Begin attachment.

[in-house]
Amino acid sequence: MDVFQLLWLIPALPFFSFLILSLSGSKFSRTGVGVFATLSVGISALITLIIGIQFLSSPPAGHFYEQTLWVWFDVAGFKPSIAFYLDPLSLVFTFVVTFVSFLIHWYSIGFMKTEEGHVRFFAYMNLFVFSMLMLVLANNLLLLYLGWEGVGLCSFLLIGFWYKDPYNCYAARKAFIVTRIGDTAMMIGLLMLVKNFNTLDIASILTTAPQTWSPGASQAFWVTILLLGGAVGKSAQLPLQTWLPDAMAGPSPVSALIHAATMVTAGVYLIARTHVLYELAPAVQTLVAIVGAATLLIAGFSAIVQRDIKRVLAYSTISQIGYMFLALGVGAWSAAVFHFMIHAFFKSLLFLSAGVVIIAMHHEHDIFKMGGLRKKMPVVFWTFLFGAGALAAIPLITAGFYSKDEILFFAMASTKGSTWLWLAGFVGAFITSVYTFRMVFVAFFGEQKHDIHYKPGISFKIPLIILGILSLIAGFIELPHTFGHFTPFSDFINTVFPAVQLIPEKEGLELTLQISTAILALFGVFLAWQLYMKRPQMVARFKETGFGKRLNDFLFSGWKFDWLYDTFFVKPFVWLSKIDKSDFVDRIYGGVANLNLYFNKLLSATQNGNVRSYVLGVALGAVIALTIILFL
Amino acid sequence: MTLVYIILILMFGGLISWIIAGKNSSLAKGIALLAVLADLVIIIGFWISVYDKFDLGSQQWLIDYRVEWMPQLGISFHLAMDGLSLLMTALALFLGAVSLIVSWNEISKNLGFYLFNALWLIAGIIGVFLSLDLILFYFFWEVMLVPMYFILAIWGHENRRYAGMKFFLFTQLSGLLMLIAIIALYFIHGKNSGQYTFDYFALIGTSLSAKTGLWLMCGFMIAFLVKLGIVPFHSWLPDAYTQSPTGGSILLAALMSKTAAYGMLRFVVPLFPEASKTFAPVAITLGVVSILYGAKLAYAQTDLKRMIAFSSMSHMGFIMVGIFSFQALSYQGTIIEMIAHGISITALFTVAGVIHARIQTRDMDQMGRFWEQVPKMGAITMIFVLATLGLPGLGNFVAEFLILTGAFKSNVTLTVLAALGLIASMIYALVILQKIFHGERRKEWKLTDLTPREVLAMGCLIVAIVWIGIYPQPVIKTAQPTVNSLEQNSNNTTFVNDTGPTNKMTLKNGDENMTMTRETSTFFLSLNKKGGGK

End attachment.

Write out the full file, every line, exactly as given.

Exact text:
[in-house]
Amino acid sequence: MDVFQLLWLIPALPFFSFLILSLSGSKFSRTGVGVFATLSVGISALITLIIGIQFLSSPPAGHFYEQTLWVWFDVAGFKPSIAFYLDPLSLVFTFVVTFVSFLIHWYSIGFMKTEEGHVRFFAYMNLFVFSMLMLVLANNLLLLYLGWEGVGLCSFLLIGFWYKDPYNCYAARKAFIVTRIGDTAMMIGLLMLVKNFNTLDIASILTTAPQTWSPGASQAFWVTILLLGGAVGKSAQLPLQTWLPDAMAGPSPVSALIHAATMVTAGVYLIARTHVLYELAPAVQTLVAIVGAATLLIAGFSAIVQRDIKRVLAYSTISQIGYMFLALGVGAWSAAVFHFMIHAFFKSLLFLSAGVVIIAMHHEHDIFKMGGLRKKMPVVFWTFLFGAGALAAIPLITAGFYSKDEILFFAMASTKGSTWLWLAGFVGAFITSVYTFRMVFVAFFGEQKHDIHYKPGISFKIPLIILGILSLIAGFIELPHTFGHFTPFSDFINTVFPAVQLIPEKEGLELTLQISTAILALFGVFLAWQLYMKRPQMVARFKETGFGKRLNDFLFSGWKFDWLYDTFFVKPFVWLSKIDKSDFVDRIYGGVANLNLYFNKLLSATQNGNVRSYVLGVALGAVIALTIILFL
Amino acid sequence: MTLVYIILILMFGGLISWIIAGKNSSLAKGIALLAVLADLVIIIGFWISVYDKFDLGSQQWLIDYRVEWMPQLGISFHLAMDGLSLLMTALALFLGAVSLIVSWNEISKNLGFYLFNALWLIAGIIGVFLSLDLILFYFFWEVMLVPMYFILAIWGHENRRYAGMKFFLFTQLSGLLMLIAIIALYFIHGKNSGQYTFDYFALIGTSLSAKTGLWLMCGFMIAFLVKLGIVPFHSWLPDAYTQSPTGGSILLAALMSKTAAYGMLRFVVPLFPEASKTFAPVAITLGVVSILYGAKLAYAQTDLKRMIAFSSMSHMGFIMVGIFSFQALSYQGTIIEMIAHGISITALFTVAGVIHARIQTRDMDQMGRFWEQVPKMGAITMIFVLATLGLPGLGNFVAEFLILTGAFKSNVTLTVLAALGLIASMIYALVILQKIFHGERRKEWKLTDLTPREVLAMGCLIVAIVWIGIYPQPVIKTAQPTVNSLEQNSNNTTFVNDTGPTNKMTLKNGDENMTMTRETSTFFLSLNKKGGGK